• Don Farrall Posted Sep 22, 2007
    While I think your analysis is basically valid I would suggest the following things to consider. Getty’s collection has grown in numbers of images and numbers of options for buyers. This growth has been substantial over the last few years, as you clearly document. This is one way that Getty has remained the top player in the stock photography industry. Getty grew this way for several reasons, to make more money, and to maintain their position in the industry. They did not seek to grow their collection to increase RPI. RPI is not of concern to Getty’s clients, buy variety and depth of choice are.

    Businesses don’t exist to serve their suppliers, they exist to serve clients and to make money. It is clearly a consequence of the increased number of images available that has driven down average RPI. The only way for RPI not to have gone down, would have been for Getty to have matched their increase in the number of new images with the increase in sales. This of course would be impossible, since the increase in sales that Getty experienced was a result of the availability of more content, which allowed Getty to become a better competitor.

    The presumption that because a seller has an increase in products available to sell, will result in an equally increased level of sales, is simplistic. Yet for RPI not to decrease this would have to be the case.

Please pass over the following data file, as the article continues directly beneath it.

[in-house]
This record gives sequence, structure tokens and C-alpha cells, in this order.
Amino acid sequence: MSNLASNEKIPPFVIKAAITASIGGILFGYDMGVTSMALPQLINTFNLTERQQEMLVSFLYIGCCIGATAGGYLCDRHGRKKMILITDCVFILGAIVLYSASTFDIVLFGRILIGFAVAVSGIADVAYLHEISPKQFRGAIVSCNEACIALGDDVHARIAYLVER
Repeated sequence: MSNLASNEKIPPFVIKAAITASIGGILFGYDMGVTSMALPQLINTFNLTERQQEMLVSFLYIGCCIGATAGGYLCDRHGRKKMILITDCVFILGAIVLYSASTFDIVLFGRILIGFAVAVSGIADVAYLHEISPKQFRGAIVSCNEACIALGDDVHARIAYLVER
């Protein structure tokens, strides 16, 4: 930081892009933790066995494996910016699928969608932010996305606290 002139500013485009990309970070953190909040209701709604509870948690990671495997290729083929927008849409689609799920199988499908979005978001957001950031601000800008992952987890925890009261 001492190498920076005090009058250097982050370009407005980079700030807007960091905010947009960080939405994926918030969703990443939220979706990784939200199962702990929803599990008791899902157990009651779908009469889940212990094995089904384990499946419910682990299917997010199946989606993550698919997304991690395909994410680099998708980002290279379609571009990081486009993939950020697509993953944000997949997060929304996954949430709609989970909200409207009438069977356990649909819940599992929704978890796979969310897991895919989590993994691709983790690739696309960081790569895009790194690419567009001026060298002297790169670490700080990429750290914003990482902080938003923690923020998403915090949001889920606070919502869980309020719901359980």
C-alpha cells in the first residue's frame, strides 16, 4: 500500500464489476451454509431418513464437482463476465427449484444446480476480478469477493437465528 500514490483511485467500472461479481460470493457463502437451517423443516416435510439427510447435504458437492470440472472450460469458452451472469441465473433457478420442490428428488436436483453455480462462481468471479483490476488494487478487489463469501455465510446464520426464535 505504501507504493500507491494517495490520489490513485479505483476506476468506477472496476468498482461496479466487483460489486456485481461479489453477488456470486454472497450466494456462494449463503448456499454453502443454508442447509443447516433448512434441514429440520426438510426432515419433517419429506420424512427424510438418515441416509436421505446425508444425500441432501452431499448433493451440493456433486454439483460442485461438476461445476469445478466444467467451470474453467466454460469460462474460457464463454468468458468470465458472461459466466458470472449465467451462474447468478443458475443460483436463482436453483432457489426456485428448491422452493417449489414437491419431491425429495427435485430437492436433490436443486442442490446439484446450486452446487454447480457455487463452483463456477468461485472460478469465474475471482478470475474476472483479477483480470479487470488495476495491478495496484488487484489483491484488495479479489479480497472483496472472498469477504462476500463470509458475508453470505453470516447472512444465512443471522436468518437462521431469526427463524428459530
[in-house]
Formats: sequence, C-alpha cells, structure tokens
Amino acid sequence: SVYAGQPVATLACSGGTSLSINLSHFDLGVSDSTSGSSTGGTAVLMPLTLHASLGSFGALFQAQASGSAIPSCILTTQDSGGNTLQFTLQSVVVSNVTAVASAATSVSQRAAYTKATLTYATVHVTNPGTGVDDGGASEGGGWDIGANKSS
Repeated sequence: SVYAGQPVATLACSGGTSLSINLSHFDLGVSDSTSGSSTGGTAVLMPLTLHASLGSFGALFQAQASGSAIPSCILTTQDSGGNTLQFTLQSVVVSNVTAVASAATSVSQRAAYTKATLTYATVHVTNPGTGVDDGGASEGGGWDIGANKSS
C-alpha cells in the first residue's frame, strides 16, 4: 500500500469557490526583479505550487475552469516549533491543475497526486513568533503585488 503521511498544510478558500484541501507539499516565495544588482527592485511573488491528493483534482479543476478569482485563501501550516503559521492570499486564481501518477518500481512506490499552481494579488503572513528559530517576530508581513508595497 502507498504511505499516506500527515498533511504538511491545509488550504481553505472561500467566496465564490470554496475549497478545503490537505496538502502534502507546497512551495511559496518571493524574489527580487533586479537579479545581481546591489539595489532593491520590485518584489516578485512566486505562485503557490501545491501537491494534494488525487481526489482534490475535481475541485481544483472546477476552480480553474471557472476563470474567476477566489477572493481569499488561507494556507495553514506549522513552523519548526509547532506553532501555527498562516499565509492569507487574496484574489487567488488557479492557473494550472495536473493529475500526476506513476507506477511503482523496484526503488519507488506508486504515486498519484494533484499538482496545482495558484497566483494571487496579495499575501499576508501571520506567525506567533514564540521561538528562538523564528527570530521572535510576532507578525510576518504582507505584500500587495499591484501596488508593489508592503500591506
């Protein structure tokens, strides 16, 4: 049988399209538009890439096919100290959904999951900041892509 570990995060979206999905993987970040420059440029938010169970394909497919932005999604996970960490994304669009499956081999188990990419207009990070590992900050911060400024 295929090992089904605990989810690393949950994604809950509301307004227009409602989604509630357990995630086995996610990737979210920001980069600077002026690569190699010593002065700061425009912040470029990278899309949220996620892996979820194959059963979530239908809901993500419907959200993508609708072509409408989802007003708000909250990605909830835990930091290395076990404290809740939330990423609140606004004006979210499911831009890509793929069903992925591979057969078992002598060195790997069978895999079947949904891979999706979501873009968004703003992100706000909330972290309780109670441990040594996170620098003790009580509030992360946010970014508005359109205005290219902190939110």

I have been shooting stock for many years and I have been a supplier to Gettyimages for the last ten years. I have had many conversations with other stock photographers, many of whom are major players. I think the concept of RPI as most photographers, and as you have calculated it here, is flawed.

    There is no reason to think that an image should sell at the same level for many years in a row. Images become dated, concepts become over used, and some images reach market saturation as the majority of potential buyers for that specific image have already purchased the photo. ( this is more the case with RF images ). I don’t think too many people would disagree with this premise. For this reason calculating RPI by simply adding up all of the images in a collection and dividing the revenue by sales gives an unclear picture of what is going on.

    If older images are not thrown out of a collection then each successive year the collection has a larger percentage of irrelevant images. For example, a collection of images, ( either an individual photographer’s collection, or the collection of an agency) that is ten years old, is going to include more dated, irrelevant, and unsaleable images than a collection that is five years old.

    Getty’s growth in image numbers comes form a number of factors, and one of them is how long the collection has been growing and how long the collections that they acquired have been in existence. Getty could increase RPI and make all photographers happier if they threw out any image over three years old, Right? Well RPI by this calculation would go up, but total sales would go down by some degree and some photographers would be mad, because some older images do sell and no one wants to see the number of images working for them decreased. New suppliers would like this because they would be competing with fewer images, but for the most part Getty positions the photos in a search result by age with the oldest images buried the deepest in the results. Getty has no incentive to remove images, they are already keyworded and uploaded and they add to the overall “size and depth” of the collection.